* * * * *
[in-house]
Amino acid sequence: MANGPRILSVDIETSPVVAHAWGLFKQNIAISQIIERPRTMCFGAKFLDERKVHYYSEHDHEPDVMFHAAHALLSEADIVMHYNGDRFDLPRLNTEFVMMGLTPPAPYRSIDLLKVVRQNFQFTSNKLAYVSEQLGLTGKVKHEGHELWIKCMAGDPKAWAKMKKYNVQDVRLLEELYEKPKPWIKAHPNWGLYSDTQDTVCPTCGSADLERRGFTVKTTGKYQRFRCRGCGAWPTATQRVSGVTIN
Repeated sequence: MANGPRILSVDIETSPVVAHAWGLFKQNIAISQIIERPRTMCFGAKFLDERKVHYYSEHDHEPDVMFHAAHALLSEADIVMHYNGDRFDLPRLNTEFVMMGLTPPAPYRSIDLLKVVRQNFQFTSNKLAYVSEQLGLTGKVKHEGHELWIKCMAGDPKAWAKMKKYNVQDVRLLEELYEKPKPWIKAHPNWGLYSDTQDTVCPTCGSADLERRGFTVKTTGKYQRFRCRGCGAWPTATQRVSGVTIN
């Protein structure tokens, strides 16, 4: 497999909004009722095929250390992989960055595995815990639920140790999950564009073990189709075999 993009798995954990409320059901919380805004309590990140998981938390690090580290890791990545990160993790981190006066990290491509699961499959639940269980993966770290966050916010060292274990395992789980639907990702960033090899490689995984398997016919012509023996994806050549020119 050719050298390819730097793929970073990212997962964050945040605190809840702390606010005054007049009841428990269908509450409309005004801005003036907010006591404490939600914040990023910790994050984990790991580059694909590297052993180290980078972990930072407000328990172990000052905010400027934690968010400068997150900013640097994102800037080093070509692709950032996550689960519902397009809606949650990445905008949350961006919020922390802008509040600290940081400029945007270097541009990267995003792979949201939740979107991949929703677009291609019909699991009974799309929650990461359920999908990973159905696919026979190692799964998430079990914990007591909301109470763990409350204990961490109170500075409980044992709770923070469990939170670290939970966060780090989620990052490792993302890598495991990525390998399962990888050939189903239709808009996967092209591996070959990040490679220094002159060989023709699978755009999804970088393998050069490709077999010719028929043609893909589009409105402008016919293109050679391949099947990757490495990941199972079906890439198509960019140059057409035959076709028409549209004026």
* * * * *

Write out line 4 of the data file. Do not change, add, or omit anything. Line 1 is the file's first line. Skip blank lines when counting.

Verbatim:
């Protein structure tokens, strides 16, 4: 497999909004009722095929250390992989960055595995815990639920140790999950564009073990189709075999 993009798995954990409320059901919380805004309590990140998981938390690090580290890791990545990160993790981190006066990290491509699961499959639940269980993966770290966050916010060292274990395992789980639907990702960033090899490689995984398997016919012509023996994806050549020119 050719050298390819730097793929970073990212997962964050945040605190809840702390606010005054007049009841428990269908509450409309005004801005003036907010006591404490939600914040990023910790994050984990790991580059694909590297052993180290980078972990930072407000328990172990000052905010400027934690968010400068997150900013640097994102800037080093070509692709950032996550689960519902397009809606949650990445905008949350961006919020922390802008509040600290940081400029945007270097541009990267995003792979949201939740979107991949929703677009291609019909699991009974799309929650990461359920999908990973159905696919026979190692799964998430079990914990007591909301109470763990409350204990961490109170500075409980044992709770923070469990939170670290939970966060780090989620990052490792993302890598495991990525390998399962990888050939189903239709808009996967092209591996070959990040490679220094002159060989023709699978755009999804970088393998050069490709077999010719028929043609893909589009409105402008016919293109050679391949099947990757490495990941199972079906890439198509960019140059057409035959076709028409549209004026």